In December of last year I reviewed the initial ten books in the excellent Masters of Cinema collection from Cahiers Du Cinema, published in the UK by Phaidon Press and I’ve been sent two of the next batch to be released. Here Charlie Chaplin and Orson Welles are under the spotlight, the other new books focus on Billy Wilder, Ingmar Bergman and Federico Fellini.

Jérôme Larcher takes us through Chaplin’s extraordinary life, pausing at key points to survey the cinematic and social landscape. His major works have their turn under the spotlight, with Chaplin’s iconic characters deconstructed with The Tramp in particular commented on by Andre Bazin and Chaplin himself.

As Chaplin was at the forefront of cinema through its early development it is the story behind the scenes, battles with outlandish figures from old Hollywood and the discovery of a muse in Edna Purviance there is much to be learned about the man and the industry he helped popularise and instill in the public consciousness.

There is no doubting the majesty of Chaplin’s work, but there is more to the man beyond the early films, and Larcher’s book is particularly illuminating on the final films, notably 1952’s Limelight.



How to contain the mighty Orson Welles in one book? Paolo Mereghetti gives it his all here and the result is a rich and captivating look at the mercurial, theatrical life of Orson Welles.

Pleasingly Mereghetti starts with Welles’ radio career before joining his meteoric rise in Hollywood to his later years, through his Shakespeare adaptations and ‘exile’ when he produced some of his greatest and most divisive work.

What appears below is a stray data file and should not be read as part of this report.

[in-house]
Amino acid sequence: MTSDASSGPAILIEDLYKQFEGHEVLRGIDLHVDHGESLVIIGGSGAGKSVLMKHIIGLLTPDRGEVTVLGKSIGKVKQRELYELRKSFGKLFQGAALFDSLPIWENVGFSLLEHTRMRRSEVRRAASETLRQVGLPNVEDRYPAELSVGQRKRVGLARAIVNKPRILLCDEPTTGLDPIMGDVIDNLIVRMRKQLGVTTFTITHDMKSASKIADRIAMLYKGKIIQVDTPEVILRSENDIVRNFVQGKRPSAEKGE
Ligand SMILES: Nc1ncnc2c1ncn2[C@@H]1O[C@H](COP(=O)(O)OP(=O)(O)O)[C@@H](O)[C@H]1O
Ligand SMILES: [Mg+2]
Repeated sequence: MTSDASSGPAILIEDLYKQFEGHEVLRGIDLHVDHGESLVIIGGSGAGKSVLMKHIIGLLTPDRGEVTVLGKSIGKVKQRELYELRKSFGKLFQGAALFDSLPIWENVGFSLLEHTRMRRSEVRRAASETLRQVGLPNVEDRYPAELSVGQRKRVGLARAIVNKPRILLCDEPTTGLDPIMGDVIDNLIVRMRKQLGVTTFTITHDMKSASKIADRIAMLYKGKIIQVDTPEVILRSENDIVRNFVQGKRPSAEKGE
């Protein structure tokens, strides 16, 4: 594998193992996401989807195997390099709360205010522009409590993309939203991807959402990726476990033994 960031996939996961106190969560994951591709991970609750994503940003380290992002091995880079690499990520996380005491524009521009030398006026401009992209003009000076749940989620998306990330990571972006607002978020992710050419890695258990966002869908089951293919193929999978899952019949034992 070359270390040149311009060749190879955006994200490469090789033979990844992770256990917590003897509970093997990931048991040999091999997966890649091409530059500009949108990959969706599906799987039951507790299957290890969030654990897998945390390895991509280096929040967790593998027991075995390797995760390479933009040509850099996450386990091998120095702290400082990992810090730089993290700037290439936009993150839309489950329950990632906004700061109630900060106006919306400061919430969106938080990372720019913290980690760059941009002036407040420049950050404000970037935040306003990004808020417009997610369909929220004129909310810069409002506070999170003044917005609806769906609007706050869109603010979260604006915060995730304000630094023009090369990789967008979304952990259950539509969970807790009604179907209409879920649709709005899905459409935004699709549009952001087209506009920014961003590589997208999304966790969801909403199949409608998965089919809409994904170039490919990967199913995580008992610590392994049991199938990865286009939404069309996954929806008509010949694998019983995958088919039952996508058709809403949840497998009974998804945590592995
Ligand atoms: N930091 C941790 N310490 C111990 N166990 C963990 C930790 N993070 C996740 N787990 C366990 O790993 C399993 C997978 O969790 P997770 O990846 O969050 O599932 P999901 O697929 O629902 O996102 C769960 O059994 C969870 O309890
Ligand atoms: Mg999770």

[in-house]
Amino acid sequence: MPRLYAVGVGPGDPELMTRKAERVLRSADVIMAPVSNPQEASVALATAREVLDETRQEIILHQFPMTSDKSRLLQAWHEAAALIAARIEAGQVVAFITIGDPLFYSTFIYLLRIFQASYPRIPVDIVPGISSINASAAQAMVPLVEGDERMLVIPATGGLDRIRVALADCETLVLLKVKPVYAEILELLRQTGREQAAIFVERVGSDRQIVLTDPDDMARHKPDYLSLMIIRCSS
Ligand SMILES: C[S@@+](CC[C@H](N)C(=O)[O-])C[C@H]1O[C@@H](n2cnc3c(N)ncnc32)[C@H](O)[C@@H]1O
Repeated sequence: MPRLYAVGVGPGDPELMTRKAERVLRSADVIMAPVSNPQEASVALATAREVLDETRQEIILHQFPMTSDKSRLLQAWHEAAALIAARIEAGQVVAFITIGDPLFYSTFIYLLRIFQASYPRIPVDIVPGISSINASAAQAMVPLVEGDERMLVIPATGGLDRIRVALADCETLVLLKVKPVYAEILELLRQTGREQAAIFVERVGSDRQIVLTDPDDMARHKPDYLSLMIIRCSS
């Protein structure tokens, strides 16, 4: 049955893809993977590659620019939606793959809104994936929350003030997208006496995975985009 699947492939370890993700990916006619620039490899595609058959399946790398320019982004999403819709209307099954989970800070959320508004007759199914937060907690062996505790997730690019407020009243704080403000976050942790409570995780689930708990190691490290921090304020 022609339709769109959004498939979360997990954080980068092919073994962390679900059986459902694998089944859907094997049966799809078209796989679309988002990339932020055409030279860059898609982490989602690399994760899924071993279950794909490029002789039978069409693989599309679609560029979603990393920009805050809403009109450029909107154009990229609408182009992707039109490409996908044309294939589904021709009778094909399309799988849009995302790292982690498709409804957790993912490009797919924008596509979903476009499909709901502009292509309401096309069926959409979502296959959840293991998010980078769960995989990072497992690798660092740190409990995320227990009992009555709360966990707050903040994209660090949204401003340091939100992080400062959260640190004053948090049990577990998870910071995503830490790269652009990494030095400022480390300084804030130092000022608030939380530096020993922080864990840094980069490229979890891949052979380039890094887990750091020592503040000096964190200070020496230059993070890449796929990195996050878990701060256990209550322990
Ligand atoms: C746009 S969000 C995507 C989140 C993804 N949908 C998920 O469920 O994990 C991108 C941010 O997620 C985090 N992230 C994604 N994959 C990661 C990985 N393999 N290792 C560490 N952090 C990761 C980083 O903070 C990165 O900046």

With an expected focus on the world of Citizen Kane, in particular the expectation and legacy of the troubled relationship between director and studio the early section of the book is a lot of fun, I’m a fan of Welles’ earlier films and the productions of The Magnificent Ambersons and Journey into Fear are also covered in detail with, something which each of the Masters of Cinemas collection benefits from, lots of images from the films and behind the scenes. The text sidesteps the obvious and there are useful insets with additional information, for example about the life of William Randolph Hearst.

As with the Chaplin book above the most interesting section comes at the end with a look at Welles at the end of his career, having changed cinema forever, with the productions of Chimes at Midnight, The Immortal Story and F for Fake show a still furious creative presence under varying degrees of control. An iconic figure of cinema, Welles has the last word with a description of one of his final projects The Other Side of the Wind, which is a fascinating story that never made it to the screen.

An illuminating look at an incredible story of a life in cinema, Welles’ genius and explosive talents made for a great life and this book is an excellent and thorough examination of the man and the legend.

For more information and to order any of these books click here to go to Phaidon Press At £5.95 each you can’t go far wrong.